Here in Sheffield, there is a Japanese restaurant called Tsuki that charges its customers extra for any leftover food present on the plate. Weird? Stingy? Maybe. But maybe it is the smartest way to shake people into their senses. Today, around 1.3 billion tons of food is lost each year out of which 50% of it is lost in the production stage itself.
The question that rises is how does this affect the environment?
With almost 8 meals being wasted every week in average by every family, there is a severe toll that it takes on the environment with respect to fuel, energy, transportation, and water consumption. Moreover, around 25 million tons of carbon dioxide is release into the atmosphere due to this food waste itself. Besides that, this waste accounts for around $750 billion lost each year. Now that’s a lot of money! Curbing food waste could prevent any sort of big economical crisis and financial burdens faced by underdeveloped countries. For instance, the Sub-Saharan countries could be benefited by around $40 million dedicated to only agriculture and food production by just a reduction of 1% in food loss.
Here comes the big fact – if food wastage was a country of its own, it would stand 3rd after China and the USA in being the biggest emitters of greenhouse gases.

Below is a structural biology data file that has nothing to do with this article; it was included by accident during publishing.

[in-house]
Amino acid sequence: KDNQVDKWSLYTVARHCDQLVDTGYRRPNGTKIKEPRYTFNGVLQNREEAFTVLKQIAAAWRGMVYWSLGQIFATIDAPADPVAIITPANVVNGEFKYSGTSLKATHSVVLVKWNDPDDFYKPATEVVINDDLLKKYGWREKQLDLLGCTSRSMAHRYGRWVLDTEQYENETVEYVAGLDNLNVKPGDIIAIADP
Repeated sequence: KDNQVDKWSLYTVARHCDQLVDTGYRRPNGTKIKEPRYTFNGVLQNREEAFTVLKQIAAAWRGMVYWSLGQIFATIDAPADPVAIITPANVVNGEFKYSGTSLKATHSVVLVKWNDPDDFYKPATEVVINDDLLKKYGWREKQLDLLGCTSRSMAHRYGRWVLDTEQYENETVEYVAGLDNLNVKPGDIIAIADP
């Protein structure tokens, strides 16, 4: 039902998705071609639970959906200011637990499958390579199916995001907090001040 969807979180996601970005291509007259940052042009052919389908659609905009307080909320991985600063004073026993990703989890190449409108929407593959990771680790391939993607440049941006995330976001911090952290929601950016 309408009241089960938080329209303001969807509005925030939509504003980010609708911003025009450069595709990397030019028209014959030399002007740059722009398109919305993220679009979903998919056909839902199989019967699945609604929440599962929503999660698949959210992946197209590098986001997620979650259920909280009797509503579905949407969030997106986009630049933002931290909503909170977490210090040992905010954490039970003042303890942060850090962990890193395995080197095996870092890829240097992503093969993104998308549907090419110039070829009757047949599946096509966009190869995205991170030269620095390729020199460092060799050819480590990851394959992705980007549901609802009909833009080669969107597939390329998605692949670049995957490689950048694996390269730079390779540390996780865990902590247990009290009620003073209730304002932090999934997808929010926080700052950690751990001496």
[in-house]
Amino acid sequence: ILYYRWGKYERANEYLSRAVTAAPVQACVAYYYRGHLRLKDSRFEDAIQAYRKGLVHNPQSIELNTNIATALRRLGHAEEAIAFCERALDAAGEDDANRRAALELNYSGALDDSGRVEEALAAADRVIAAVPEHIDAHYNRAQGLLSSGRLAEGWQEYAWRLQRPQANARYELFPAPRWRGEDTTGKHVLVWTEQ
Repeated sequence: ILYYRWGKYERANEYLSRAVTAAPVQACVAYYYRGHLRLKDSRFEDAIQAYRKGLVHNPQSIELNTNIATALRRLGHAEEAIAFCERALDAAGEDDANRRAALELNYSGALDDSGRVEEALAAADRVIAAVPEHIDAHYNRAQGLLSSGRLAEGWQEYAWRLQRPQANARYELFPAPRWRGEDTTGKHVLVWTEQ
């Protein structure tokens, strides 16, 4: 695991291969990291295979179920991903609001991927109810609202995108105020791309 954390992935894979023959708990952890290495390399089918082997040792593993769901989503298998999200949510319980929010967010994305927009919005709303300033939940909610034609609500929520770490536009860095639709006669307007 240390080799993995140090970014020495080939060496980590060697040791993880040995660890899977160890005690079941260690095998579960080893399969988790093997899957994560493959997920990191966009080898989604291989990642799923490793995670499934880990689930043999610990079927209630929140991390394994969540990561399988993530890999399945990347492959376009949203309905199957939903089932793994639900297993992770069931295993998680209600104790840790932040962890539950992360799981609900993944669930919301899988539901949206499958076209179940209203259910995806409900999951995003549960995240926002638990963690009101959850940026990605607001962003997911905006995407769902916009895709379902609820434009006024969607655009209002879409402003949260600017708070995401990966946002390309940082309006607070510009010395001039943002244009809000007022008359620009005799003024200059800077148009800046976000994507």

So how do we turn this the other way round?
The US Environmental Protection Agency and the US Department of Agriculture aims to reduce food waste by 50% by 2030. There are very simple ways for this aim to be accomplished. For instance, you can plan your shopping in a manner that not only prevent food wastage but also saves money. Several companies have now developed apps that help you plan your weekly meals that will let you abide by that while going grocery shopping. We all know how tempting it is to just buy everything the hand touches in a supermarket! Influencers today on social media are also getting super creative with their recipes. We have all heard the term “best out of waste,” now its time to apply that to food. There are several yummy recipes on making delicious meals out of leftover food.
UEFA launched its Football Sustainability Strategy 2030 which also focuses on circular economy that hopes to radically reduce the use of raw material, food wastage and amount of plastic discarded in the process. Focusing on the 4Rs – Reduce, Reuse, Recycle, and Recover; UEFA promotes and supports the Zero Waste Week in conjunction to its circular economy guidelines.
And now, heres the twist!
There are several companies that are introducing food waste into fashion. Allegorie is a company that produces accessories from discarded fruit waste. They use a combination of plant-based polymer materials and recycled polyester to reduce energy consumption by 84%. Another brand called Desserto in Mexico, uses a specific kind of cactus to make alternative cruel-free leather for its products. This company recently joined hands with Adidas and BMW to promote this plant-based leather.
Trust me, fashion just goes with everything.
I am proud to say that my University (University of Sheffield) has its own dedicated wing for efficient energy consumption and food wastage. This wing contributes to the World Bank report to find green ways to improve food security.
So the next time you go grocery shopping, think twice before you purchase a food product!